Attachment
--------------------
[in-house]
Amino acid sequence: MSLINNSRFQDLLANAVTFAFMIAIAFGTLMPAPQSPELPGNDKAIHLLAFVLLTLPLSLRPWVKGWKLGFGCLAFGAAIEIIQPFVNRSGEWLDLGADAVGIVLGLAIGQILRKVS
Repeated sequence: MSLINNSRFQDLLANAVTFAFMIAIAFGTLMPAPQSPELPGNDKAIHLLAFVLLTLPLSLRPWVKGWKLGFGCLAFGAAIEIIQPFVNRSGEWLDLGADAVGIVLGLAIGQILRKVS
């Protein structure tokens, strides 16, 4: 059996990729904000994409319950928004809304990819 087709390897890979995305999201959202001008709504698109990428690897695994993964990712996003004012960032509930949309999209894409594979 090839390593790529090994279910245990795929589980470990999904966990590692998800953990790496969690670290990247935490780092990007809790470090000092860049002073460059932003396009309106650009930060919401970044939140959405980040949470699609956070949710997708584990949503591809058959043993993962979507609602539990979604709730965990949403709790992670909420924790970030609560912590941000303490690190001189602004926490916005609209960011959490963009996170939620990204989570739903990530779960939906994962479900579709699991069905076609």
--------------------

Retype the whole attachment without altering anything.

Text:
[in-house]
Amino acid sequence: MSLINNSRFQDLLANAVTFAFMIAIAFGTLMPAPQSPELPGNDKAIHLLAFVLLTLPLSLRPWVKGWKLGFGCLAFGAAIEIIQPFVNRSGEWLDLGADAVGIVLGLAIGQILRKVS
Repeated sequence: MSLINNSRFQDLLANAVTFAFMIAIAFGTLMPAPQSPELPGNDKAIHLLAFVLLTLPLSLRPWVKGWKLGFGCLAFGAAIEIIQPFVNRSGEWLDLGADAVGIVLGLAIGQILRKVS
């Protein structure tokens, strides 16, 4: 059996990729904000994409319950928004809304990819 087709390897890979995305999201959202001008709504698109990428690897695994993964990712996003004012960032509930949309999209894409594979 090839390593790529090994279910245990795929589980470990999904966990590692998800953990790496969690670290990247935490780092990007809790470090000092860049002073460059932003396009309106650009930060919401970044939140959405980040949470699609956070949710997708584990949503591809058959043993993962979507609602539990979604709730965990949403709790992670909420924790970030609560912590941000303490690190001189602004926490916005609209960011959490963009996170939620990204989570739903990530779960939906994962479900579709699991069905076609």